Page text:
There is an old expression that has truth for a board, “Noses in, fingers out,” meaning that a board needs to help set strategy, guide management and be aware of company on-goings (noses in)—but not overreach (fingers out). The board hires the CEO to implement and operate. Great BODs hire well and empower the executive to do his or her job.
As a CEO and entrepreneur, I often find myself in board sessions having to refrain from jumping across the table (like in the movie Ghost when the spirit jumps into Whoopi Goldberg’s body) and taking control. I resist that temptation, knowing that guiding, not dictating, is the most constructive and appropriate way to maximize everyone’s abilities. An overreaching board can disempower the CEO, damage trust and hinder progress. Having said that, directors cannot be timid, or fall into “group think” and become afraid to vocalize an opinion of dissent.
A high-performance BOD has a good mix of talent, skill and experience. Directors with strong governance, financial and legal backrounds are good complements to strategic thinkers. Many young companies aspire to land brand name or high-profile directors who can provide credibility. However, we urge companies to not just seek out “names for a pitch deck,” but to find directors who are committed to rolling their sleeves up, are present and can have an impact. I also strongly favor independent directors—those who are not part of management, founders or investor representatives—to mitigate any natural self-serving biases. Boards with diverse skills create a sum greater than its parts.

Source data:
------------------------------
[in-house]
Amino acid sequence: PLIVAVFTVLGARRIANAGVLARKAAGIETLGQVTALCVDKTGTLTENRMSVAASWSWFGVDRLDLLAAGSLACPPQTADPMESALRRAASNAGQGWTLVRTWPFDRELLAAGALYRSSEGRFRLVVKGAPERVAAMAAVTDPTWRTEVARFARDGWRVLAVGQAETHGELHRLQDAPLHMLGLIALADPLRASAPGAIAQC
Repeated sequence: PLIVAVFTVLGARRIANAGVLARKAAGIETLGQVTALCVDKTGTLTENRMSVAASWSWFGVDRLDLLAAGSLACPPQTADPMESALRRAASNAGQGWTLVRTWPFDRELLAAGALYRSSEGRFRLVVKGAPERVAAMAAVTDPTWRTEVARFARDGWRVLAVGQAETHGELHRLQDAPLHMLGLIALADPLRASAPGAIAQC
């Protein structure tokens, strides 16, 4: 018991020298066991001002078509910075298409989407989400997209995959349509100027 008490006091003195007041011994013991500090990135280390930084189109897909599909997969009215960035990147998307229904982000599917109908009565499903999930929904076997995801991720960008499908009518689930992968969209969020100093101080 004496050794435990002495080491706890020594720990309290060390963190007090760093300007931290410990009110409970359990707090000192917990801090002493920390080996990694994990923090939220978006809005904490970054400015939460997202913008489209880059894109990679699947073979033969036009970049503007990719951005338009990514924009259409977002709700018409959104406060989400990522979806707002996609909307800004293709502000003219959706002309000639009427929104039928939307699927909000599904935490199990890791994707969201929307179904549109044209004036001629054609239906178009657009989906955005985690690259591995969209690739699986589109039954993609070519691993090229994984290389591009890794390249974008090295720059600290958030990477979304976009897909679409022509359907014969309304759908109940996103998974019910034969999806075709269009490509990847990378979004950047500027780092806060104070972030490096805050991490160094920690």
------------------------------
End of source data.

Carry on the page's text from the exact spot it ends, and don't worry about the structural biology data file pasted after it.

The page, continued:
We are cognizant that directors are not employees and that directors have other time commitments. A board member is not management replacement or full time. I’ve witnessed unrealistic expectations of board members contribution and time. Conversely, directors need to understand that they have a responsibility that requires more than just showing up six times per year to cast a vote or jump on an occasional conference call. Be engaged, or don’t accept the role. It’s less about an absolute hourly or daily commitment, but a readiness to mobilize, on demand, to handle the inevitable crises that occur. I remember the call from a young CEO when his CTO and two key managers suddenly resigned. This was a pivotal and potentially devastating moment for this young company and its leadership, and 20 hours of unplanned board work ensued over the following 10 business days to manage the situation. It’s in these challenging times—which all companies face—when the BOD can come through or fall flat for an organization.
Still, there are no magic answers. A high performance BOD takes effort to construct, but is well worth it. Your future success can depend on it.
This does not constitute an offer to sell or the solicitation of an offer to purchase any security, investment product or invest in a specific market. All information herein is for informational purposes only and should not be deemed a recommendation of any kind. No representations or warranties are made as to the accuracy or completeness of the information provided herein.